The world may be in a terrible state of upheaval at the moment, but two different concerts performed during the past week — both led by Maestro Muti and played brilliantly by the musicians of the Chicago Symphony Orchestra — were a potent reminder that music is an astonishingly powerful emotional balm.
The music of Beethoven is one of the greatest examples of this, and no matter how often you might hear one of his masterworks, each performance can reveal something new. But while two of his symphonies were an essential element in each of these concerts, it was the addition of the work of less familiar composers that made a crucial difference.
Those composers included Giovanni Bottesini, a 19th century Italian master, and three African American composers: William Grant Still, Florence Price and Jessie Montgomery, the CSO’s current Mead Composer-in-Residence. In each case, the tapestry of familiar classical music took on some wonderful new textures.
First, the program performed between April 28 and May 3, which soared on a stunning rendering of Beethoven’s “Symphony No. 6 in F Major (Pastoral),” along with a remarkable showcase of Bottesini’s “Double Bass Concerto No. 2 in B Minor” (played brilliantly by Alexander Hanna, the orchestra’s principal bass), and the world premiere of “Hymn for Everyone,” a brief but wonderfully engaging work by Montgomery.
“Hymn for Everyone” opened with the sound of chimes and quickly moved into a lyrical passage for strings, with a brief use of percussion and then a move into a lovely, dreamily introspective passage and the sound of the plucking of the low strings. A big surge of sound was beaten out on the timpani, and then came an almost funeral march and a hauntingly lovely blend of winds and strings, and then horns. An elegiac passage with a sort of heartbeat rhythm captured on timpani suggested the state of the world in this piece that was composed in 2021. And the chimes that opened the work also brought it to an end.
The Bottesini concerto (composed at some unknown moment in the mid to late 1800s) was totally new to me, and with its lyrical, dancing melodies for string orchestra it proved to be a true revelation. So was the exquisite performance by Hanna, whose honeyed sound on an instrument that rarely receives much attention (but invariably lends an essential warmth to everything the orchestra plays), finally had its moment.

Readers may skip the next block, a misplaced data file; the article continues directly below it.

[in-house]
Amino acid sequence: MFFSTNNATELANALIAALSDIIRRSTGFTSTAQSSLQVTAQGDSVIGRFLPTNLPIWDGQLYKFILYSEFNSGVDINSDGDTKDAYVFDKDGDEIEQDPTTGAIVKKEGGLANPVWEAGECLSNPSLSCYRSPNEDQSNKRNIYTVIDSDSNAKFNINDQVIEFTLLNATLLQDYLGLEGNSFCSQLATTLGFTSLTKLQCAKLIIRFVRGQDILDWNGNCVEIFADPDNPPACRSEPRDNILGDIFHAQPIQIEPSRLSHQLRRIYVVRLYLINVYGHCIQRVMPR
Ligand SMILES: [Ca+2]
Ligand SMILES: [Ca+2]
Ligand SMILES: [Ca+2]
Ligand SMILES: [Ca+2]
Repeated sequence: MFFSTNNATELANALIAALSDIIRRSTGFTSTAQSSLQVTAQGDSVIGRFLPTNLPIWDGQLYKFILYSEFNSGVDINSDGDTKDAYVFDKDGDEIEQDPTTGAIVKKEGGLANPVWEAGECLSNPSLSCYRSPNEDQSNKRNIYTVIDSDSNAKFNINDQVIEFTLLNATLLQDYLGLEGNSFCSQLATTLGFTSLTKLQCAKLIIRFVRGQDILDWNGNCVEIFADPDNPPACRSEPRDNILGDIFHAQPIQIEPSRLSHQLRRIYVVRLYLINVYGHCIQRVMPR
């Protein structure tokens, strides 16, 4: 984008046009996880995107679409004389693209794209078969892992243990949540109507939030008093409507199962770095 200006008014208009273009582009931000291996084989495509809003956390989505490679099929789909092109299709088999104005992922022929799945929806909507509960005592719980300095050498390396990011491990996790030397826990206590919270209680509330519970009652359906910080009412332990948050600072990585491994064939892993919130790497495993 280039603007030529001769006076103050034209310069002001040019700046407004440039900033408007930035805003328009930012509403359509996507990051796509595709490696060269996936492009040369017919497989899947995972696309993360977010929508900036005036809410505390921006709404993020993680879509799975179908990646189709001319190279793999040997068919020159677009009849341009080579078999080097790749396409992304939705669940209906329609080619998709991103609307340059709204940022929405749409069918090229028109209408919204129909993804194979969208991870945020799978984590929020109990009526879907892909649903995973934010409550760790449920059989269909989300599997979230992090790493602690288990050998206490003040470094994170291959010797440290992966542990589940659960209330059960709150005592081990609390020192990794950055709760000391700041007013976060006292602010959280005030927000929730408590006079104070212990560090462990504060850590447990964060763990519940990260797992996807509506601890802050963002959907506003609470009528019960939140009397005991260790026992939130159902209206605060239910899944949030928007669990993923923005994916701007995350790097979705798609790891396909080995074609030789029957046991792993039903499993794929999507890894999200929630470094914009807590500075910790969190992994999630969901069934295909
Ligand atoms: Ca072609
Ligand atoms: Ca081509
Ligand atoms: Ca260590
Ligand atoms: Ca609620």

Opening with a wonderfully lyrical, almost dancing passage the concerto then cedes to the gorgeous singing sound of the bass, both full of warmth and gently melodic. And the honeyed sound of Hanna’s solo turns suggested not just that he is in total command of the instrument, but that in Buttesoni he has tapped into a deep philosophical conversation. The strings open the second movement with a calm but interesting rhythm before Hanna provided a subtle counter voice with his distinctively golden tone. And the work’s final movement underscored the full temperament and expressive power of the bass — what might be described as the “wisdom” of the instrument that was revealed in this virtuosic showcase.
And then came the Beethoven — a bravura musical trip to the countryside that unspooled in what can best be described as five “scenes” as opposed to five “movements.”
The symphony begins with an “Awakening of Happy Feelings on Arriving in the Country,” with a glorious melody that goes straight to the heart and suggests, in fully musical terms, the delight that comes with the awakening of nature. The orchestra veritably sang with a sense of joy and delight that could sweep you away.
The “Scene By the Brook” ideally captured a sense of fluidity, with the quietly melodious horns adding to a sense of gentle undertow, and the winds supporting the wonder of it all. “A Merry Gathering of Country Folk” suggested the excitement of a village that joins for a wild circle of dancing — a joyful group frolic that escalates in intensity and approaches a kind of furious abandon. There was a sense of release after this exuberant scene, and then a “Thunderstorm,” and finally a grateful moment of peace. Magnificent. And Muti was clearly having a grand time overseeing the musical weather.
The final concert in the Maestro’s Spring residency (performed May 5-7), returned to Beethoven at the outset but then moved to mid-20th century works by William Grant Still and Florence Price, two African American composers who Muti would describe at the end of the program as “important but neglected,” and “neglected because human beings are many times stupid.” But, he added, the work of these composers “is now being played by the CSO with great joy and enthusiasm.”